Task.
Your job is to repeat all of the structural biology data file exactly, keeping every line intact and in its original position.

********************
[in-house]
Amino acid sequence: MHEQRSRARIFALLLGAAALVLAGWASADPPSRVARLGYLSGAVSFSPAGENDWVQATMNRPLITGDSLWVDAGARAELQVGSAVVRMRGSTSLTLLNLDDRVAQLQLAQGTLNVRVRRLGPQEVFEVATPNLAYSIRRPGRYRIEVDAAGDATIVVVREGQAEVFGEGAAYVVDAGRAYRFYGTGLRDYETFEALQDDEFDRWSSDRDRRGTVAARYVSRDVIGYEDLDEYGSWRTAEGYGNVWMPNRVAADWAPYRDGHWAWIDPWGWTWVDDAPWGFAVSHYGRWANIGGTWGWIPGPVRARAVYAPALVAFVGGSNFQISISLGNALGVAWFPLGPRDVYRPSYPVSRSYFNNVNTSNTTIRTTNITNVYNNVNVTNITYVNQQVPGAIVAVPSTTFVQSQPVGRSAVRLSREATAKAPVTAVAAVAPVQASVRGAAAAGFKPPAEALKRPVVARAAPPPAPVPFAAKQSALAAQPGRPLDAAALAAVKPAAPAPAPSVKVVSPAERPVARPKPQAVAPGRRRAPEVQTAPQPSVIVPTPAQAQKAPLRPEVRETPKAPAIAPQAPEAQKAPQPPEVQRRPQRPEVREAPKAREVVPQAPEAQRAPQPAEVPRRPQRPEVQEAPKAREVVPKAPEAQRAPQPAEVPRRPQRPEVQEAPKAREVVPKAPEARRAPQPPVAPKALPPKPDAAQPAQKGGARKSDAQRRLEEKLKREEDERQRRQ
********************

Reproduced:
[in-house]
Amino acid sequence: MHEQRSRARIFALLLGAAALVLAGWASADPPSRVARLGYLSGAVSFSPAGENDWVQATMNRPLITGDSLWVDAGARAELQVGSAVVRMRGSTSLTLLNLDDRVAQLQLAQGTLNVRVRRLGPQEVFEVATPNLAYSIRRPGRYRIEVDAAGDATIVVVREGQAEVFGEGAAYVVDAGRAYRFYGTGLRDYETFEALQDDEFDRWSSDRDRRGTVAARYVSRDVIGYEDLDEYGSWRTAEGYGNVWMPNRVAADWAPYRDGHWAWIDPWGWTWVDDAPWGFAVSHYGRWANIGGTWGWIPGPVRARAVYAPALVAFVGGSNFQISISLGNALGVAWFPLGPRDVYRPSYPVSRSYFNNVNTSNTTIRTTNITNVYNNVNVTNITYVNQQVPGAIVAVPSTTFVQSQPVGRSAVRLSREATAKAPVTAVAAVAPVQASVRGAAAAGFKPPAEALKRPVVARAAPPPAPVPFAAKQSALAAQPGRPLDAAALAAVKPAAPAPAPSVKVVSPAERPVARPKPQAVAPGRRRAPEVQTAPQPSVIVPTPAQAQKAPLRPEVRETPKAPAIAPQAPEAQKAPQPPEVQRRPQRPEVREAPKAREVVPQAPEAQRAPQPAEVPRRPQRPEVQEAPKAREVVPKAPEAQRAPQPAEVPRRPQRPEVQEAPKAREVVPKAPEARRAPQPPVAPKALPPKPDAAQPAQKGGARKSDAQRRLEEKLKREEDERQRRQ